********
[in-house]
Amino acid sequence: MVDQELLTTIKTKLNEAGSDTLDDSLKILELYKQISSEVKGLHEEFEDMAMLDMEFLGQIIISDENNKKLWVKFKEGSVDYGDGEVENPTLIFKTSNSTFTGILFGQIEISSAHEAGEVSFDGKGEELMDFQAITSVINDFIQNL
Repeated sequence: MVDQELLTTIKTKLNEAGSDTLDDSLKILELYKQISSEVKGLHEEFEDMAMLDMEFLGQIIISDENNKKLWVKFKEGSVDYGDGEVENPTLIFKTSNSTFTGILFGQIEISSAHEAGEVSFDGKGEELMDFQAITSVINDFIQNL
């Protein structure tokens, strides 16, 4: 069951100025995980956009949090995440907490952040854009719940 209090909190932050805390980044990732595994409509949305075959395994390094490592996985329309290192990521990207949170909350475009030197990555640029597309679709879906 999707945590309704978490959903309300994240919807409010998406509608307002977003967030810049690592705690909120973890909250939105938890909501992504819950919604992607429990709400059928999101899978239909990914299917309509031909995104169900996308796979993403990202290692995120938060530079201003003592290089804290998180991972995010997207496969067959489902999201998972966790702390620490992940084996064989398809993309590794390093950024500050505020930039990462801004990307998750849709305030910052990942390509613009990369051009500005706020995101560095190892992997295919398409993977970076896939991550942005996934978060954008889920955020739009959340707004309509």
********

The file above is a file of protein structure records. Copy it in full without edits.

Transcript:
[in-house]
Amino acid sequence: MVDQELLTTIKTKLNEAGSDTLDDSLKILELYKQISSEVKGLHEEFEDMAMLDMEFLGQIIISDENNKKLWVKFKEGSVDYGDGEVENPTLIFKTSNSTFTGILFGQIEISSAHEAGEVSFDGKGEELMDFQAITSVINDFIQNL
Repeated sequence: MVDQELLTTIKTKLNEAGSDTLDDSLKILELYKQISSEVKGLHEEFEDMAMLDMEFLGQIIISDENNKKLWVKFKEGSVDYGDGEVENPTLIFKTSNSTFTGILFGQIEISSAHEAGEVSFDGKGEELMDFQAITSVINDFIQNL
């Protein structure tokens, strides 16, 4: 069951100025995980956009949090995440907490952040854009719940 209090909190932050805390980044990732595994409509949305075959395994390094490592996985329309290192990521990207949170909350475009030197990555640029597309679709879906 999707945590309704978490959903309300994240919807409010998406509608307002977003967030810049690592705690909120973890909250939105938890909501992504819950919604992607429990709400059928999101899978239909990914299917309509031909995104169900996308796979993403990202290692995120938060530079201003003592290089804290998180991972995010997207496969067959489902999201998972966790702390620490992940084996064989398809993309590794390093950024500050505020930039990462801004990307998750849709305030910052990942390509613009990369051009500005706020995101560095190892992997295919398409993977970076896939991550942005996934978060954008889920955020739009959340707004309509």